There May Be Danger
is very different from Jerrold's other crime stories. It is far more of an adventure story, with the central character on a Quixotic and apparently hopeless quest. Again Jerrold's characterisation is excellent, her descriptions of the landscape are evocative and the tension she achieves as the danger draws closer is masterly.

Ianthe Jerrold drew on her life experience to give to her four crime novels validity and strength. Her sisters' background in art fed into her first three books. A family cycling trip produced the plot and atmosphere for Dead Man's Quarry. Her love of Wales and the Welsh border lands weaves through her last three crime novels and, also in the last three, she reveals the knowledge of architecture and archaeology that came from restoring and living in her Elizabethan farmhouse, Cwmmau, situated on the border between Herefordshire and Wales. Something else, even more deeply rooted in Jerrold's personal life, appears in Let Him Lie and There May Be Danger, where her heroines show a concern close to love for a vulnerable child that is not their own flesh and blood. Ianthe Jerrold and her husband had no children of their own but they adopted a daughter, Polly.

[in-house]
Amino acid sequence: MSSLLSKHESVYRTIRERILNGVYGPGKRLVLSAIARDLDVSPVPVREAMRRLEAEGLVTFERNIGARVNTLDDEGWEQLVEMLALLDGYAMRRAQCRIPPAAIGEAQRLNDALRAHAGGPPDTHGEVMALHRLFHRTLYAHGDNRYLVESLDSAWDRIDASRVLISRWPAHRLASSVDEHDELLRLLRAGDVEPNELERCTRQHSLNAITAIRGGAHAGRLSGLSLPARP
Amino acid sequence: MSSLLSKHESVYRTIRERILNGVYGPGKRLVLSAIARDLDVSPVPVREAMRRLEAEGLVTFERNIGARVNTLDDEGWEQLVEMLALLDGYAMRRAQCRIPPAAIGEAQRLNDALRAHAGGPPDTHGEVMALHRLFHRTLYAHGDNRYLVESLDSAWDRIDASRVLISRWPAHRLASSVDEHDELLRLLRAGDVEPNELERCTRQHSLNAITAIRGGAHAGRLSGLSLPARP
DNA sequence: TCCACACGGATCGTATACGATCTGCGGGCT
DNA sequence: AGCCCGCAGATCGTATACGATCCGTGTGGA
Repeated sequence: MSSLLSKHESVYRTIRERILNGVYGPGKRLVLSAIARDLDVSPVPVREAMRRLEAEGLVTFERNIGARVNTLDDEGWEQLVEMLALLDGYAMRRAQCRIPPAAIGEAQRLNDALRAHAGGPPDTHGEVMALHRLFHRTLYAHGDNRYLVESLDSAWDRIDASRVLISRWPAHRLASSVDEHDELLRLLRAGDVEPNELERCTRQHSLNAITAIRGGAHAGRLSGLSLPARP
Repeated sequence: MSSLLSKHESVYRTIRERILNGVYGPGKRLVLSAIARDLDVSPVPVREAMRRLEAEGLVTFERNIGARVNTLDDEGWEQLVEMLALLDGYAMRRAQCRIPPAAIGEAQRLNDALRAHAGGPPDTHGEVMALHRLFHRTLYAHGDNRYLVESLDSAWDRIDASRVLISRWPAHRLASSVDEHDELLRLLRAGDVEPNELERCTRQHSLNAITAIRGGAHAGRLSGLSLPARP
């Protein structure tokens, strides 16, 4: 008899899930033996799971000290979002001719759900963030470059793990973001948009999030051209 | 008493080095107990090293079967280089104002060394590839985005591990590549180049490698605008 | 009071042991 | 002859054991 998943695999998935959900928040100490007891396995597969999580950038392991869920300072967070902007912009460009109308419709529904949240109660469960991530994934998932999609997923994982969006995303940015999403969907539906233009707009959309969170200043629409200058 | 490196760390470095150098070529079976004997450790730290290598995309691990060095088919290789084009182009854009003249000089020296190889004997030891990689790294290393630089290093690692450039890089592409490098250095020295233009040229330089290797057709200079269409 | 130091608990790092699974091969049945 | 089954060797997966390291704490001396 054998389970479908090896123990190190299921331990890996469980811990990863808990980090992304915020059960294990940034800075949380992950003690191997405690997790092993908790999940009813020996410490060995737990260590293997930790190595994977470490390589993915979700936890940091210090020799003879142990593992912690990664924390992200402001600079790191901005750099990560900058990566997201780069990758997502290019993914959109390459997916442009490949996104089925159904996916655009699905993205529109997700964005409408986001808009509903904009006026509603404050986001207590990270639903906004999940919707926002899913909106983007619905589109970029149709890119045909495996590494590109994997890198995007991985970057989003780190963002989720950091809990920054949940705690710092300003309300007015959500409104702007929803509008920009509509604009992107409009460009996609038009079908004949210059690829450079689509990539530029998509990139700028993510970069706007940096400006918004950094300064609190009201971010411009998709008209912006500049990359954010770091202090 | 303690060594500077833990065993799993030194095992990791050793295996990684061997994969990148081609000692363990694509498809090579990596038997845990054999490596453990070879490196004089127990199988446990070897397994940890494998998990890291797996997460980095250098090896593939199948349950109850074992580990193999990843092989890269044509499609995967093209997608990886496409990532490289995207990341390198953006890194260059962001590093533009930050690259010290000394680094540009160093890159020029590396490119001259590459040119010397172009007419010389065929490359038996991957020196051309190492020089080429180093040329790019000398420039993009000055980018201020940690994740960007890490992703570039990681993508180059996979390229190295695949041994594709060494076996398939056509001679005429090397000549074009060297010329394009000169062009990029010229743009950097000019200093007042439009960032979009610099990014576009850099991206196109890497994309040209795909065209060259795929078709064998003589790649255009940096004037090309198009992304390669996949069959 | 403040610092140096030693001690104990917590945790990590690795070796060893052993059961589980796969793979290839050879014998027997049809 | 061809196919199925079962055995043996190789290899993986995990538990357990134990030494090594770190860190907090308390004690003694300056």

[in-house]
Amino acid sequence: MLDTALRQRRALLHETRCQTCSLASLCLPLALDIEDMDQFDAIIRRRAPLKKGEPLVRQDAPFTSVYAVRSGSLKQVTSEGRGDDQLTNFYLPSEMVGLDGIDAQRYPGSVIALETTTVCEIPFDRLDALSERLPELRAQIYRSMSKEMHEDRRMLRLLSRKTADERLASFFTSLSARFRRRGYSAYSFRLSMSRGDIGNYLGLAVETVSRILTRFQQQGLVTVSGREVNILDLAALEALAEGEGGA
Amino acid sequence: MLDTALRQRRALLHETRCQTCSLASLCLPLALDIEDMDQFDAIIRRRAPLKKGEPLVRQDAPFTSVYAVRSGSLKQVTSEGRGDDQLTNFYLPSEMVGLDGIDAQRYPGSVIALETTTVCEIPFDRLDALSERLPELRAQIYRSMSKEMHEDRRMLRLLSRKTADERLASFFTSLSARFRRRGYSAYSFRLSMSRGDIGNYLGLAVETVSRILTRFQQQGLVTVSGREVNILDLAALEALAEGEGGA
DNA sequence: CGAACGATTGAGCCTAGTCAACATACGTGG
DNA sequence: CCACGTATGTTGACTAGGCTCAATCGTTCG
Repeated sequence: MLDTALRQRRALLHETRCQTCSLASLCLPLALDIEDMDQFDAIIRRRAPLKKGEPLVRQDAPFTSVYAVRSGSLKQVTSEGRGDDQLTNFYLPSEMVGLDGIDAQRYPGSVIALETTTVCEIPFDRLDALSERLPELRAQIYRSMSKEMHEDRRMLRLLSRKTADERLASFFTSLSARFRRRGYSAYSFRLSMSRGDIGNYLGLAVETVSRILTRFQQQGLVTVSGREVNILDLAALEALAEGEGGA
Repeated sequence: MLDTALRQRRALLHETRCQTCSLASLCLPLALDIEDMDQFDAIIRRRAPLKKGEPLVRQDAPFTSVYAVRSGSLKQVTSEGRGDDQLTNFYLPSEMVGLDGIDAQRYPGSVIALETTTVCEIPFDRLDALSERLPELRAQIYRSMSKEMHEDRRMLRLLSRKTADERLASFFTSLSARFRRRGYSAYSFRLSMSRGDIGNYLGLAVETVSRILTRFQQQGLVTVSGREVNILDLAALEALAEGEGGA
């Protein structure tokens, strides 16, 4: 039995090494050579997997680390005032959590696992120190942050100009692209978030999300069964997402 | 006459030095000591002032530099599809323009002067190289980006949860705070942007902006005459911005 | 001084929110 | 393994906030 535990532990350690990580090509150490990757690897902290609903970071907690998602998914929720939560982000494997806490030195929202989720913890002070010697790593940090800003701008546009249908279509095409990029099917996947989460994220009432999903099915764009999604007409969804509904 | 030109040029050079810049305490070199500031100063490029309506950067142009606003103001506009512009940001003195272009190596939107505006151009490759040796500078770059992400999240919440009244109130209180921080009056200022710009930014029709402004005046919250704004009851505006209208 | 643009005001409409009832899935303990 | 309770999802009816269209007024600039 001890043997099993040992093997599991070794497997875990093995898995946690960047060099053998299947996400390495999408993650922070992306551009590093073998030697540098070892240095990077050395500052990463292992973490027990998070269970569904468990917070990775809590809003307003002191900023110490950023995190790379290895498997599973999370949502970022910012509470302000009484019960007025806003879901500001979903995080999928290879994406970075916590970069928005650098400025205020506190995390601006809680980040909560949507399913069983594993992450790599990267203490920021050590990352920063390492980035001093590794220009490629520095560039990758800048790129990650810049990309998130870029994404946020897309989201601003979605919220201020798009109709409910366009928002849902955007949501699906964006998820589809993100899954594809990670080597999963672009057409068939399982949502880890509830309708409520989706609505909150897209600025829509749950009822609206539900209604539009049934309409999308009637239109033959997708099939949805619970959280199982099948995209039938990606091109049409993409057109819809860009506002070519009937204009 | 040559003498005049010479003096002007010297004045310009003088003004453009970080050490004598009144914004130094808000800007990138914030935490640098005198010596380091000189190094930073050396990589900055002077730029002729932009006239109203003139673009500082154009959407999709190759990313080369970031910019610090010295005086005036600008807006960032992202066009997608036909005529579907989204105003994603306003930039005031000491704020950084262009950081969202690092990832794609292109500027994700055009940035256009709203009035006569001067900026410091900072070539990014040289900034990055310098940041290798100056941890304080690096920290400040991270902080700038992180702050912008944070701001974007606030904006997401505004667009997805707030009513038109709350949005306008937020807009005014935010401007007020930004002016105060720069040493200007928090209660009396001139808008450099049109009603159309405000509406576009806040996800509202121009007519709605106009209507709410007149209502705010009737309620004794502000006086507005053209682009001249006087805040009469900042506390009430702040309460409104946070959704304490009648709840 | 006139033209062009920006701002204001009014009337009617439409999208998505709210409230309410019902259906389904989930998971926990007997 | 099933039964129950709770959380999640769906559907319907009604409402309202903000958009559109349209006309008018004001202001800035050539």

Jerrold wrote no more crime novels, although she continued to write and publish other books until the 1970s. She died in 1977, twelve years after her husband, and left her beloved farmhouse, Cwmmau, to the National Trust.

All of Ianthe Jerrold's crime novels have been republished by Dean Street Press and are available in paperback and on Kindle.
The Studio Crime. ISBN: 978-1911095439. ASIN: B00UQYY7QI
Dead Man's Quarry. ISBN: 978-1911095447.ASIN: B00UQYSFS4
Let Him Lie. ISBN: 978-1910570974. ASIN: B0199L81JM
There May Be Danger. ISBN: 978-1910570990. ASIN: B0199L81EM


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Carol Westron is a successful short story writer and a Creative Writing teacher.  She is the moderator for the cosy/historical crime panel, The Deadly Dames.  Her crime novels are set both in contemporary and Victorian times.  The Terminal Velocity of Cats is the first in her Scene of Crimes novels, was published July 2013. Her second book About the Children was published in May 2014.
www.carolwestron.com







1 comment:

  1. Carol, thanks for the detailed article about an author new to me. I assume you're a fan of Golden Age Mysteries. Nice to find someone who shares my interest.

    ReplyDelete